One of two things is happening here. Either Qatar is operating a world-class propaganda machine (see: Al Jazeera) designed to coax power players in the West to supply the small petro-state with formidable military technology or America and its NATO partners are willingly doubling-down on the Obama doctrine, shifting support from Riyadh to Tehran in a cynical ploy to reappraise the decades-long consensus on the Sunni-Shia divide.
Make no mistake, if the U.S. fails to take a cold, hard look at Qatar’s unequivocal support for terror, it will have only itself to blame for emboldened jihadist insurgencies in Syria, Gaza, and Somalia, and elsewhere.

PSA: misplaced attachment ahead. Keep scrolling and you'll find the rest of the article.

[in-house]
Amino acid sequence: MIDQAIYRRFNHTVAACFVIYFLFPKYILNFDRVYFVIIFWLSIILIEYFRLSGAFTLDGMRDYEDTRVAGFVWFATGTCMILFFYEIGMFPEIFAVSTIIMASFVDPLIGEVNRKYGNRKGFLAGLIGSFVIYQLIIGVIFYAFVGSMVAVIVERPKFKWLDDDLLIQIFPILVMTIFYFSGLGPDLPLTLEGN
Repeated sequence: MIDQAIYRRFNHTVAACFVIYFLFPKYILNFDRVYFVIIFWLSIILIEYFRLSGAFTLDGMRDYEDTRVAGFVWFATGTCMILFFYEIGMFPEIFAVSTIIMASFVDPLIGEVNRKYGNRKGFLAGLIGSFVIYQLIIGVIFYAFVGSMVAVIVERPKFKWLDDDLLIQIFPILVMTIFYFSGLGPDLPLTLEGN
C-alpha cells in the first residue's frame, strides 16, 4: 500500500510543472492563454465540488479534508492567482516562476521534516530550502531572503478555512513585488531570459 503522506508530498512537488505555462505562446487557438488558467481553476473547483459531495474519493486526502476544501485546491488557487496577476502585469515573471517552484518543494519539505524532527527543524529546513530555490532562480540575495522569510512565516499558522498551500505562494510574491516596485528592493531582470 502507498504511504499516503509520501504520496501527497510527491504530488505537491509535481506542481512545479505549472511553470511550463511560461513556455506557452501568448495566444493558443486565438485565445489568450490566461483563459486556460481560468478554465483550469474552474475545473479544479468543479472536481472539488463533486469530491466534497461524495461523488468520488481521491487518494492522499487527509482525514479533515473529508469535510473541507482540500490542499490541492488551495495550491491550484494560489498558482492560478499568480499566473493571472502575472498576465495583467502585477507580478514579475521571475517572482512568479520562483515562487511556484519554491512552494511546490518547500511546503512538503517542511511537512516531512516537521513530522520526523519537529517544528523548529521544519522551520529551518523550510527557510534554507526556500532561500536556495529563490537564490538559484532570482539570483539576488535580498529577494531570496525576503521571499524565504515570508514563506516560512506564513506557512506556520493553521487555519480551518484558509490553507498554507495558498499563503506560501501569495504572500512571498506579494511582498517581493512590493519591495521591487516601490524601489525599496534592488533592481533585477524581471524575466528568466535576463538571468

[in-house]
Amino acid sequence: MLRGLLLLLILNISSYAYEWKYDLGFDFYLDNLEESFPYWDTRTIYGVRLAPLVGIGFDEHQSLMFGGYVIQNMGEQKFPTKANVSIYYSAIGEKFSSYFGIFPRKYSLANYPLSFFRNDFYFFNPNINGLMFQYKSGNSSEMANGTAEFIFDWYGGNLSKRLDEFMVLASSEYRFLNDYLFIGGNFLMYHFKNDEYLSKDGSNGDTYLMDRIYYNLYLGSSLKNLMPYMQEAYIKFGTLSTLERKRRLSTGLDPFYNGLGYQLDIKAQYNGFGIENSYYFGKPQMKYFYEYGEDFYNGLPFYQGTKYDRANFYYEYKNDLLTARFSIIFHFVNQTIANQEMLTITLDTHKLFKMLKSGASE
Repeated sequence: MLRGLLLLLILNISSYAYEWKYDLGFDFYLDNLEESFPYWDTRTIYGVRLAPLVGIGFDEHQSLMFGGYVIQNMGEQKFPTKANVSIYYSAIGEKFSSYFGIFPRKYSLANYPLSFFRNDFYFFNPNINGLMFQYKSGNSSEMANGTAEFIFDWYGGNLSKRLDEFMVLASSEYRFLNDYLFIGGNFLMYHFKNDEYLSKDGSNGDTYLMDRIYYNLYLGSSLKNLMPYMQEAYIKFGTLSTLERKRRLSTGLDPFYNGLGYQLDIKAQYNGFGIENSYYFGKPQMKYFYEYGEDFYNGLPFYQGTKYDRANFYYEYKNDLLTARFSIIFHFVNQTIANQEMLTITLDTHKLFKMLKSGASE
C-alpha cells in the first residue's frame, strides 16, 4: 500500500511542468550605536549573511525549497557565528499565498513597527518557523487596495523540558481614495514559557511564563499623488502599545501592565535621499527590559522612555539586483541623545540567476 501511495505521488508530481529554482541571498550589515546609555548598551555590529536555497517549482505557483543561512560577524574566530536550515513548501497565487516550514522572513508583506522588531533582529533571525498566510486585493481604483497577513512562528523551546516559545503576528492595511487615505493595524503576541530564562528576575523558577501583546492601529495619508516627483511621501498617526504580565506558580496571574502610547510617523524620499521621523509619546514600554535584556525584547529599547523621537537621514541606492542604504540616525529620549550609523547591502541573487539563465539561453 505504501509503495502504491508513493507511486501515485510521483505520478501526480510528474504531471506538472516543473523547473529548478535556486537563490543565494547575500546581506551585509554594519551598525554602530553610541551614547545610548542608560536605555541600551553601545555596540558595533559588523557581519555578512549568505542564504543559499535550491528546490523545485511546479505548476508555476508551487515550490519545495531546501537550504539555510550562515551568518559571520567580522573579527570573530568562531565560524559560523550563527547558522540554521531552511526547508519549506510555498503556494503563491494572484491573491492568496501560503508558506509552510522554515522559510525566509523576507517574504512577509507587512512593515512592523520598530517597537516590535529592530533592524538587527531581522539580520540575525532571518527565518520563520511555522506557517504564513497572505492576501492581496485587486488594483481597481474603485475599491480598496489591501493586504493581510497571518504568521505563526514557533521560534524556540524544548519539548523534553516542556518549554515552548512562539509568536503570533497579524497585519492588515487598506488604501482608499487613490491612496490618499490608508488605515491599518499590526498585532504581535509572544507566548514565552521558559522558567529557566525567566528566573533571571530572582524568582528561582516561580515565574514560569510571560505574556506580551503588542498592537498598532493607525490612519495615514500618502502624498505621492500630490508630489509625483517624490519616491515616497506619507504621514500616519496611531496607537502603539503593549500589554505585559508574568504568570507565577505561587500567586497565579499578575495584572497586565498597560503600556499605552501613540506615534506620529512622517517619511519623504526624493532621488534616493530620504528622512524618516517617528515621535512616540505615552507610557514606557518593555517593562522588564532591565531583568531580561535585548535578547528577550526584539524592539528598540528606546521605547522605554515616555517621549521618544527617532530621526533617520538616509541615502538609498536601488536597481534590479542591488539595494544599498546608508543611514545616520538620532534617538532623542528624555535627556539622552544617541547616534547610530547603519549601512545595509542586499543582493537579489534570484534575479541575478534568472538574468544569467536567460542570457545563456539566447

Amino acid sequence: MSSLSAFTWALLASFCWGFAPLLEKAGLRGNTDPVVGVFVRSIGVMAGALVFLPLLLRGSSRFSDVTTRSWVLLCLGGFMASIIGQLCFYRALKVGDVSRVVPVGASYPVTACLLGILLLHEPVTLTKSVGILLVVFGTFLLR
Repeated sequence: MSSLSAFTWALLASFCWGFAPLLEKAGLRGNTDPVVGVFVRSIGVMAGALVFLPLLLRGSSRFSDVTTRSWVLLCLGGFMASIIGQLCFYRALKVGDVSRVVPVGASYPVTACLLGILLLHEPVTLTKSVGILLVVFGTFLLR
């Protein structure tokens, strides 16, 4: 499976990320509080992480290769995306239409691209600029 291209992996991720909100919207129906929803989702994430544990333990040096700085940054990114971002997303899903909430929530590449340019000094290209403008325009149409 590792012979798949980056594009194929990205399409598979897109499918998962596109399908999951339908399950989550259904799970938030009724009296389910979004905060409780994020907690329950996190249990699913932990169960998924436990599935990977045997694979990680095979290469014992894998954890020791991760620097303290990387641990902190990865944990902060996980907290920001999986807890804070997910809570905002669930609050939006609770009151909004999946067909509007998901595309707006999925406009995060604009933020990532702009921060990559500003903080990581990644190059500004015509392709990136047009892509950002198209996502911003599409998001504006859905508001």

And yet, the geopolitics of the Middle East are never that simple. Let’s be clear here. The Saudis have their hands dirty just like most other major players in the region. Pot meet kettle. Aside from oil, the kingdom’s main export is Wahhabism, an austere and fundamentalist form of Sunni Islam that has spread its tentacles through the Middle East and into Western Europe, in the suburbs of Paris, London, and Brussels, where Saudi funded mosques now host a menagerie of radical preachers hell-bent on indoctrinating vulnerable young men suspended between the high-minded virtues of multiculturalism and the sobering socioeconomic realities of disenfranchisement.